Seller Handbook

Advice and inspiration for successfully running your Etsy shop

Seller Handbook

Getting Financing for Your Business

Sometimes it requires extra money to take your business to the next level. Here are some ideas for sponsoring your growth.

By Dana Mauriello Aug 16, 2012
Photo by annasee

Sometimes it takes money to make money. Most sellers start their businesses with very little cash, but reach a point in their growth where they need access to more money to achieve their goals. There’s no doubt that loans can be intimidating and scary. This post is intended to make the whole world of capital access a little more approachable.

Before You Get Funding

First, consider your goals and your budget:

1. Know your goals What are your business goals? You have to know where you want to go before you can figure out how to get there! Try to put your goals in financial terms, such as: “I would like to sell enough to make $x this year.” Avoid the tempting trap of making loose goals, like: “I want to make as much as possible.” I’ve found that it’s much more useful to create a few smaller goals than one big one. For example, you can easily turn “I want to make as much as possible” into “I want to make $x next month; $y by the end of the year; etc.”

2. Know your budget Once you know where you want to go, think about the path to get there. If you want to make $x this year, how much money do you need to spend? Maybe you need a new piece of equipment to make your production more efficient or maybe you need to run a big marketing campaign to drive traffic to your shop. Be as specific as possible with your budget and research costs thoroughly so you aren’t guessing – there’s nothing worse than finding the money to get a new piece of equipment and realizing it actually costs more than you thought.

3. Be cost efficient Go back over your budget; what do you really need to spend to reach your goal? It’s easy to think that you need to spend more money than you really do to reach your goals. Here are some common mistakes to look for:

  • Overpaying for materials or equipment – A brand new, top of the line sewing machine would look great in your studio, but is it necessary to reach your goal? Could you share equipment costs with neighboring artists, barter a trade with others on your team for used equipment, or use equipment at a co-working space, like Tina from BetterOffWed? On the materials side, are you getting the best prices by buying in bulk?
  • Overpaying for marketing – Sometimes the best marketing is free. Before beginning to raise capital for a Super Bowl TV spot (just kidding… I hope!), think about how you can leverage PR, word of mouth and social media.

Funding Option 1: Making More Money

You have an operating business, so option 1 for getting more money should be increasing your revenues. Consider the following:

Reconsider your pricing: In addition to raising your prices, consider other elements of the pricing equation. Finding less expensive supply sources and finding ways to save time will help you create better profit margins.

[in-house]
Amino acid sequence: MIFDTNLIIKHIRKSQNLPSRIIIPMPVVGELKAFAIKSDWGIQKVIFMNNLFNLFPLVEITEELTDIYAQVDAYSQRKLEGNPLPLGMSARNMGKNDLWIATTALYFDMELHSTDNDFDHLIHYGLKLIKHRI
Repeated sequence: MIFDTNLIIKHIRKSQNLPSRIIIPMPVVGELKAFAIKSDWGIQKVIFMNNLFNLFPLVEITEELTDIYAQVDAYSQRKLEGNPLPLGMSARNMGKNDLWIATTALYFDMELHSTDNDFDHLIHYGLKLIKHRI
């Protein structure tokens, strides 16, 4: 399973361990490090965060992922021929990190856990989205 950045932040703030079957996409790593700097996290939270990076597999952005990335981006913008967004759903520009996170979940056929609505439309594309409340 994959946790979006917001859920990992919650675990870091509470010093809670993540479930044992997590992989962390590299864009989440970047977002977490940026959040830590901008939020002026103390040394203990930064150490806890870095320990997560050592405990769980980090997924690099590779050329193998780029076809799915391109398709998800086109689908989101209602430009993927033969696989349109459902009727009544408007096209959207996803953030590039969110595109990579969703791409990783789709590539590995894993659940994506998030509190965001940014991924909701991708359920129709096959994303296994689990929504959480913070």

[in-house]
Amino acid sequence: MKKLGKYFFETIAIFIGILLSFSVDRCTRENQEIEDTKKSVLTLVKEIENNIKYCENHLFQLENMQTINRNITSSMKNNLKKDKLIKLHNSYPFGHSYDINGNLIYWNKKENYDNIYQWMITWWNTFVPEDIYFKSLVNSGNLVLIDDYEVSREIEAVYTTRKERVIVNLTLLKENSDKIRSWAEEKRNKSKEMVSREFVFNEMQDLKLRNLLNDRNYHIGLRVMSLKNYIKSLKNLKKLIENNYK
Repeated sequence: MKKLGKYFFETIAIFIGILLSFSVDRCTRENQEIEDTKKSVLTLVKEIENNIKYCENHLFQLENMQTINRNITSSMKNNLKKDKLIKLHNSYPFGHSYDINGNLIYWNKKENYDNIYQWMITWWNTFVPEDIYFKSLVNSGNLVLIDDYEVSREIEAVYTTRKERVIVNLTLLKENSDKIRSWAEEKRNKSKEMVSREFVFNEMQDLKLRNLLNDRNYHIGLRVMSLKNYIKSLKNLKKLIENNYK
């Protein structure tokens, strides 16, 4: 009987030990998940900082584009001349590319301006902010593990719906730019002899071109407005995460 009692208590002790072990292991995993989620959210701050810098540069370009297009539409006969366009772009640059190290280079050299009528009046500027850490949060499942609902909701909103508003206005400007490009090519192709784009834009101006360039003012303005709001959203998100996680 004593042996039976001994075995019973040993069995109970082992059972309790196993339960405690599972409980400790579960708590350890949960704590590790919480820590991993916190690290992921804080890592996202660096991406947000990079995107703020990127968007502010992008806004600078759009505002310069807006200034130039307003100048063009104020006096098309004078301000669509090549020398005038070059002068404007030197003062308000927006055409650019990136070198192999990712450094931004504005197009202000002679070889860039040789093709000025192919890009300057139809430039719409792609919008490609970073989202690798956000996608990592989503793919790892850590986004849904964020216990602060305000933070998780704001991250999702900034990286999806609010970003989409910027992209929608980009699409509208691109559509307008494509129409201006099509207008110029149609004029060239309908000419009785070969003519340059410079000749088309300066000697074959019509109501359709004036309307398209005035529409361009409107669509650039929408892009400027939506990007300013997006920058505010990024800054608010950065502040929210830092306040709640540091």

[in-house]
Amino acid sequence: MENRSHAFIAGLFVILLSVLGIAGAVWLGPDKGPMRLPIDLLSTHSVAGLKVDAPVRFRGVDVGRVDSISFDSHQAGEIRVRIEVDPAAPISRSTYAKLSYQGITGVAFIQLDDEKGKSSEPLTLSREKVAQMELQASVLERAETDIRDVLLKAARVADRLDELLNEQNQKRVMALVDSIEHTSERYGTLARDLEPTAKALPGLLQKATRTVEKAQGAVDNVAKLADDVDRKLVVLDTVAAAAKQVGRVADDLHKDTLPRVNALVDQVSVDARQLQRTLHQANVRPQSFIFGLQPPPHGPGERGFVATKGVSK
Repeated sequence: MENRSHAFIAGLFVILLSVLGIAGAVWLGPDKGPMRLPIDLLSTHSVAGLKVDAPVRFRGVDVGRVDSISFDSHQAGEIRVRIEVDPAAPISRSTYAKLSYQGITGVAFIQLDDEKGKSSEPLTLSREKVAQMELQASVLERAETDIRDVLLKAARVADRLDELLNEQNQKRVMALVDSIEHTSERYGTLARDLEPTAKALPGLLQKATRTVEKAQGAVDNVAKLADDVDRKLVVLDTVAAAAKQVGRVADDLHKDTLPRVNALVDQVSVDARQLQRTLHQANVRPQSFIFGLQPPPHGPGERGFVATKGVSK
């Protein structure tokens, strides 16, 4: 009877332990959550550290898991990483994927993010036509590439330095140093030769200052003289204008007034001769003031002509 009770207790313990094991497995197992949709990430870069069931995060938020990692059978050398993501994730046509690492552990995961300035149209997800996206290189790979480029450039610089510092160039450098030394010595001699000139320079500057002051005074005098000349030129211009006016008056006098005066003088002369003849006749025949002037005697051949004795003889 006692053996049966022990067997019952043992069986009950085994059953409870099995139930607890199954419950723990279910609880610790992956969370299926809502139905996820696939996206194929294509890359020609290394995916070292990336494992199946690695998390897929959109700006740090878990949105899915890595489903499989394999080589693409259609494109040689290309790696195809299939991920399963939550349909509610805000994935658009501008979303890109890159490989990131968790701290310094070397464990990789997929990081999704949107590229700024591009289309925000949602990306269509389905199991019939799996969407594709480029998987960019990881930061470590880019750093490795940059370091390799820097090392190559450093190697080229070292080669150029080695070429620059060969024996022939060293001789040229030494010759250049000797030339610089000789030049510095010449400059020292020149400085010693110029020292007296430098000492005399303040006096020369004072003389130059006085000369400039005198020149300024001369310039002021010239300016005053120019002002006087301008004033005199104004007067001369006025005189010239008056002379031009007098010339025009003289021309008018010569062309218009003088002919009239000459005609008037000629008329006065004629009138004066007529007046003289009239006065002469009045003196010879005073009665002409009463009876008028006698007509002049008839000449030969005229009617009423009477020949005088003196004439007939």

Creative marketing: Hosting events such as trunk shows, teaching classes (I love Skillshare for this), sales, social media, cross-promotions with other artists, reaching out to bloggers, and finding ways to get more traffic from Etsy and various search engines are just a few of the many ways of getting out there.

Funding Option 2: Outside Sources of Funding

Your second option for capital is to look for outside sources. If you go this route, it’s important that you feel like you are offering a great opportunity to those who put money into your business, not asking for a handout. If you aren’t confident in your business, you can’t expect anyone else to be. If you are confident in your business, here are some great capital options to consider:

Friends and family fundraising: This is one of the most common ways that businesses get money when they are getting started (even big companies like Whole Foods). Financial gain is not the primary motivation for most friends and family lenders – they lend because they believe in you and your business. No one is saying this is easy – taking loans from people close to you is often uncomfortable and can stress relationships. You can prevent that by using clear, fair terms (you can make a simple contract), including people in your journey (sending frequent updates, free products, etc.), and taking smaller amounts from multiple people.

Crowdfunding: When you crowdfund, you use a site like Kickstarter to publicly tell your story and raise money from many people to reach your financial goal. Contributors get something from you (a thank you card, one of your products, an invitation to a special event, etc.) based on how much money they contributed. It can be a lot of work to successfully implement a campaign, but there are great marketing benefits in addition to the fundraising.

Small business loans from an MFI: When you think of getting capital, you probably think of bank loans first. Microfinance Institutions (MFIs) are a different type of lending institution offering smaller loans, looser lending criteria, and financial education. This is a good option to consider if you want to build your credit for future loans and growth. ACCION is a great MFI to consider – you can learn more here.

Money doesn’t make your business. A successful business takes having great products that people love, creative marketing, thoughtful management and much more. To be sure, you can do it all with very little money, but you know that you have options. It’s up to you what goals you set and which path you choose to get there. Onward!


Dana Mauriello

Dana Mauriello works at Etsy on the Member Operations team. Her team incubates new programs that remove barriers to starting and growing a business with Etsy.


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